Consuming foods and beverages with added caloric sweeteners is linked to an increased risk of weight gain, heart disease, diabetes and stroke. An international team of researchers has now revealed that added sugars of all kinds are increasing rapidly in the diets of people living in developing countries. They also warned that the global diet is getting sweeter particularly when it comes to beverages.
On the contrary, many high-income countries despite being among the highest sugar consumers are beginning to see a slight decline in sugar consumption.
‘Added sugars of all kinds are increasing rapidly in the diets of people living in developing countries, particularly when it comes to beverages. On the contrary, many high-income countries are beginning to see a slight decline in sugar consumption.’
AdvertisementThe authors wrote in The Lancet Diabetes & Endocrinology, "Sugar consumption is rising fastest in low and middle-income countries in Latin America, the Caribbean, Africa, the Middle East, Asia and Oceania. The four regions with the current highest consumption are Latin America, North America, Australasia and Western Europe, though intakes are beginning to decline in the latter three."
Professor Barry M Popkin from the University of North Carolina said, "The added sugar comes from hundreds of different versions of sugar, all of which have the same equal health effect. In the absence of intervention, the rest of the world will move towards a similar pervasiveness of added sugars in the entire packaged food and beverage supply."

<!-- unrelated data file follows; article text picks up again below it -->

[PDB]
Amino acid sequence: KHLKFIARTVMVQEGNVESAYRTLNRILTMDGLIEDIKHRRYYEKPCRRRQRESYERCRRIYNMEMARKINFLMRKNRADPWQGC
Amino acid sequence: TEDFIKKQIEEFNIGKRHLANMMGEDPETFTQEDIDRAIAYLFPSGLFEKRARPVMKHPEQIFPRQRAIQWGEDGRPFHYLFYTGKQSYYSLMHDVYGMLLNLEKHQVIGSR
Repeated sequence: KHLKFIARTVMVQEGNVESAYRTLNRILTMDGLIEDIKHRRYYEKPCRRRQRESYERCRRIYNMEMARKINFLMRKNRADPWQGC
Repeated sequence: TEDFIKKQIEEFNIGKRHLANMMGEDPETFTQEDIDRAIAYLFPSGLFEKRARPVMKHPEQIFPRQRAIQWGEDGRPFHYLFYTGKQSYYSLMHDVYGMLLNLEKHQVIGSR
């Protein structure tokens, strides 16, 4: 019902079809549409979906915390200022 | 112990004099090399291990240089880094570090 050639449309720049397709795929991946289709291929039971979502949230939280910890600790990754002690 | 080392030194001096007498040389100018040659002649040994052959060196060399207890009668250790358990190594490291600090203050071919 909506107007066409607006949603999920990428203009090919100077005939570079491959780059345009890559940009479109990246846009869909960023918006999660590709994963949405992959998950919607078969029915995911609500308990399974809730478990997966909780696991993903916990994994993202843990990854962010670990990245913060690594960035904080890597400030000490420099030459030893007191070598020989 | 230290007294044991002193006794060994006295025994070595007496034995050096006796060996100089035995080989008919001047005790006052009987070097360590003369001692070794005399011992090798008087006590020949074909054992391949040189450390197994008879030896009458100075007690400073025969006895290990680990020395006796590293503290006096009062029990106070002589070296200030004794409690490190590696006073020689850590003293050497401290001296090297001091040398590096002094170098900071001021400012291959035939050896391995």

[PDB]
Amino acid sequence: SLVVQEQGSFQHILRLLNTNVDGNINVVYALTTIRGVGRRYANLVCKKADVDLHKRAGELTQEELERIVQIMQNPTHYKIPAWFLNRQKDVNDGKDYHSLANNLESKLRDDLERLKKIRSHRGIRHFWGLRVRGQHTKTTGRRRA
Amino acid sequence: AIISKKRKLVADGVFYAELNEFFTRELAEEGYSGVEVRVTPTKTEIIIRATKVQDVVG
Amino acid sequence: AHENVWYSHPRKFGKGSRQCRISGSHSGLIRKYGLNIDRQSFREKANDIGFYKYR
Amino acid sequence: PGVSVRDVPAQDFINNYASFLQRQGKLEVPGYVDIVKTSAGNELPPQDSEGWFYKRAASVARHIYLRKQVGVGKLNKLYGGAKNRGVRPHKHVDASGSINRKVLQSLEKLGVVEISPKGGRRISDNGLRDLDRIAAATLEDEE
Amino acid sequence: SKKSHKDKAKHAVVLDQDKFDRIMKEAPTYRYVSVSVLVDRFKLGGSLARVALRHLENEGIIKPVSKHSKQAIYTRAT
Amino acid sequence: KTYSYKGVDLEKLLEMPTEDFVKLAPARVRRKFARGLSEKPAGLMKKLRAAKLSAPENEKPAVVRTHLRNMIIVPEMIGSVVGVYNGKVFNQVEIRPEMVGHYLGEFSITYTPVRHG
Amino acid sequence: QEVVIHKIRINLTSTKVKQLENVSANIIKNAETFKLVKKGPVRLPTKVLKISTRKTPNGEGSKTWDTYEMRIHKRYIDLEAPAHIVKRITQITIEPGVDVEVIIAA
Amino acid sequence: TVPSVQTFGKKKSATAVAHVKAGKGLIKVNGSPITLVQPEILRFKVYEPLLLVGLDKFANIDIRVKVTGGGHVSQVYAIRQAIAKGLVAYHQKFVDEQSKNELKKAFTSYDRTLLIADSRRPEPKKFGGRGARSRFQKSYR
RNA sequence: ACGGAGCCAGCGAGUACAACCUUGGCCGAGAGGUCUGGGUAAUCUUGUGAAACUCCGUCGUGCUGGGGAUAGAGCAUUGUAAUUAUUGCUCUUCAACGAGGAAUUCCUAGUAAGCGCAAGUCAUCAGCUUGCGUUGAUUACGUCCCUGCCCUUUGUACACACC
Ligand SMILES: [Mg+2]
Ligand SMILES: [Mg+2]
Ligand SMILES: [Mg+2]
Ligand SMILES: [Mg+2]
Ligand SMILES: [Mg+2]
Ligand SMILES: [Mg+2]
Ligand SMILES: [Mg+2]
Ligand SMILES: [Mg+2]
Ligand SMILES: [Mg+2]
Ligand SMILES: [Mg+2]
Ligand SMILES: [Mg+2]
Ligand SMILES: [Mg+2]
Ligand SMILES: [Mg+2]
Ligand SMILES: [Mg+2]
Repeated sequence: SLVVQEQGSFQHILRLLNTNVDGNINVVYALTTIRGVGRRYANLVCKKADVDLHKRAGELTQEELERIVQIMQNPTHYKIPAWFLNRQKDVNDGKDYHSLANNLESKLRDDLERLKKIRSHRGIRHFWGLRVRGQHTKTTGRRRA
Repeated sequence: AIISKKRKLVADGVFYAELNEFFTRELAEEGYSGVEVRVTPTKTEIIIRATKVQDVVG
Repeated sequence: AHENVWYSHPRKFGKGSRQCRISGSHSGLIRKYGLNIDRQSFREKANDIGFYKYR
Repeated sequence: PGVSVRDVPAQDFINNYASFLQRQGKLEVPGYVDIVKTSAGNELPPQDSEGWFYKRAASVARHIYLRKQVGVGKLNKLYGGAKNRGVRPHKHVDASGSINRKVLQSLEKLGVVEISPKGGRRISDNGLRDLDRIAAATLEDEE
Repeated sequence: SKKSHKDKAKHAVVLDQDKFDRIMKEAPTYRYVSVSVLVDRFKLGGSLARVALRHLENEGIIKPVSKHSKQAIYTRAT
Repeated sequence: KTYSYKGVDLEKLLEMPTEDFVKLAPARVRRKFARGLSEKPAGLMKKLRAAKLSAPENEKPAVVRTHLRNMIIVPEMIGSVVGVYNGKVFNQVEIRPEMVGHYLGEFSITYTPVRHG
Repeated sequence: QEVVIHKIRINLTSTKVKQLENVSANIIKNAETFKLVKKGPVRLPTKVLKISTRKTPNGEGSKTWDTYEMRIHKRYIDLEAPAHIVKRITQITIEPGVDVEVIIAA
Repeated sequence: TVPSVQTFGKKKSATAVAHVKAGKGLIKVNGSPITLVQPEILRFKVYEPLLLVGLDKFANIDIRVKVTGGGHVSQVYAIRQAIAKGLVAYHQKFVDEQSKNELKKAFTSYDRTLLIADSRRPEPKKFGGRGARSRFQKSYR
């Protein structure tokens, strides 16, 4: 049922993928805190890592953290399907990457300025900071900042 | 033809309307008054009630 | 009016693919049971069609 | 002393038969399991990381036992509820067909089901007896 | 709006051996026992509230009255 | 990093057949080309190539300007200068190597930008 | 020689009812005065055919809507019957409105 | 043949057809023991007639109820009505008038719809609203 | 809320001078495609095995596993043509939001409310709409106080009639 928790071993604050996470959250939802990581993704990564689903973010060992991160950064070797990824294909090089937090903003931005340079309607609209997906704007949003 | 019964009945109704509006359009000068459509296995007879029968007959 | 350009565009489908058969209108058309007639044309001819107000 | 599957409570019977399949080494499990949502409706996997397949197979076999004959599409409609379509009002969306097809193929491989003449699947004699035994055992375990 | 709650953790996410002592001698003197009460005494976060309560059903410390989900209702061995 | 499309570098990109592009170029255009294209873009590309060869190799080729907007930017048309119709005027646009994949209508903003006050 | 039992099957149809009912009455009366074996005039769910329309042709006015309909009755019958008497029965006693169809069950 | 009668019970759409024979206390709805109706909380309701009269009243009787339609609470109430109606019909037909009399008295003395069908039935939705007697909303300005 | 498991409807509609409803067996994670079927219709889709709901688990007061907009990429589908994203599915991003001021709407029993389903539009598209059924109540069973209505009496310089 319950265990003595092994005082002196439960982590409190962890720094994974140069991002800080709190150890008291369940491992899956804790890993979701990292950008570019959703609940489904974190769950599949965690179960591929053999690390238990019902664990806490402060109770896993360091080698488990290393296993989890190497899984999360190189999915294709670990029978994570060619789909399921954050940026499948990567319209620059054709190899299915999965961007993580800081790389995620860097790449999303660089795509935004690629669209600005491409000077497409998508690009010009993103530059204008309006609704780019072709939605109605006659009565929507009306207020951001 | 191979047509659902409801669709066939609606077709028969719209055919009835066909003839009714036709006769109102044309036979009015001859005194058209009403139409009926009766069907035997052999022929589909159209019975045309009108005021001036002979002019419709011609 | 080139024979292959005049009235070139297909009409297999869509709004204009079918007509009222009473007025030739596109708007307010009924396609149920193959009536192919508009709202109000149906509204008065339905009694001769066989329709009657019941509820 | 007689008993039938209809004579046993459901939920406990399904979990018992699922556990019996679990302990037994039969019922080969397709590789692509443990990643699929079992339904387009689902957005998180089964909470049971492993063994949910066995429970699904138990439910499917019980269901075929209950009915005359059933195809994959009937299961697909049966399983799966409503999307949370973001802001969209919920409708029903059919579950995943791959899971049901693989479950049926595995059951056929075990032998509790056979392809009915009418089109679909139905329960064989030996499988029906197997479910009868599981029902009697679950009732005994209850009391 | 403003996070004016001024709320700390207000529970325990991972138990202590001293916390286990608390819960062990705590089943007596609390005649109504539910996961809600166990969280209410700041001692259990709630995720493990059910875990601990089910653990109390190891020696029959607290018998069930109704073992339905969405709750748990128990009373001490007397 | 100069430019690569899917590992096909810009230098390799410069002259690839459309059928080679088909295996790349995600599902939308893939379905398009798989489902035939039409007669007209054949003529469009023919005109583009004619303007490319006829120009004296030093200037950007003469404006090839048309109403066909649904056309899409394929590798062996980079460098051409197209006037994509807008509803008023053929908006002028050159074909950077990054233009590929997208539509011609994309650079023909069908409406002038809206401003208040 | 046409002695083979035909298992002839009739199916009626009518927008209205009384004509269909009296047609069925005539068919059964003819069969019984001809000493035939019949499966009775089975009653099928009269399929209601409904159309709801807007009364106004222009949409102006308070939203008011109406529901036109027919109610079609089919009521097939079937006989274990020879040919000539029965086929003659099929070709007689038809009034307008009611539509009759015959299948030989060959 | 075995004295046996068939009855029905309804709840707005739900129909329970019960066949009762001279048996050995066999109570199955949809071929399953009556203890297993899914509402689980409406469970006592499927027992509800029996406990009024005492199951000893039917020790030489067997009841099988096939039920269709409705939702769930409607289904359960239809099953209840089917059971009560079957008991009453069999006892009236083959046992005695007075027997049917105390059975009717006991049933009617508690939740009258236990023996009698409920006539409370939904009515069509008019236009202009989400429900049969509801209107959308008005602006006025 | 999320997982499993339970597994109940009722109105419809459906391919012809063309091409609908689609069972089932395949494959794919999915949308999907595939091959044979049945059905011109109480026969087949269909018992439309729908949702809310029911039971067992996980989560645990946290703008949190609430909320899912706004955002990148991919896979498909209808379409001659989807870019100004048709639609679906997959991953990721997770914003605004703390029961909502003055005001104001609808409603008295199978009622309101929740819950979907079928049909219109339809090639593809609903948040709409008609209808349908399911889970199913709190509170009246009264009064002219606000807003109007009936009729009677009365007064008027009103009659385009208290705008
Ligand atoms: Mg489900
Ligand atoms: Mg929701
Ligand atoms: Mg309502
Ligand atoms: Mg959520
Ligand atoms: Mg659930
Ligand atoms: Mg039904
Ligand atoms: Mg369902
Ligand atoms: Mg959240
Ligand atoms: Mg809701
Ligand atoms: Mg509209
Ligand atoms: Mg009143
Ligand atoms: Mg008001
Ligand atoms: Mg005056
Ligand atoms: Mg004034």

After analyzing nutritional data sets from around the world, the authors found that trends in sales of sugar-sweetened beverages around the world are increasing in terms of calories sold per person per day and volume sold per person per day.
Because of the major health risks associated with added caloric sweetener consumption, the World Health Organization (WHO) is promoting major initiatives to reduce the intake.
Many governments have already implemented policies with this goal, including taxation, reduction of availability in schools, restrictions on marketing of sugary foods to children, public awareness campaigns and front-of-pack labeling.
While the latest data shows that many countries consume high levels of sugar-sweetened beverages, and other countries with lower intakes are seeing steep increases, the authors did find that consumption seems to be decreasing in countries with taxes on such products like Mexico, Finland, Hungary and France.
The researchers said, "The evaluation of not only sugar taxes but also new marketing controls and front-of-pack labeling is important and represents one of the next frontiers."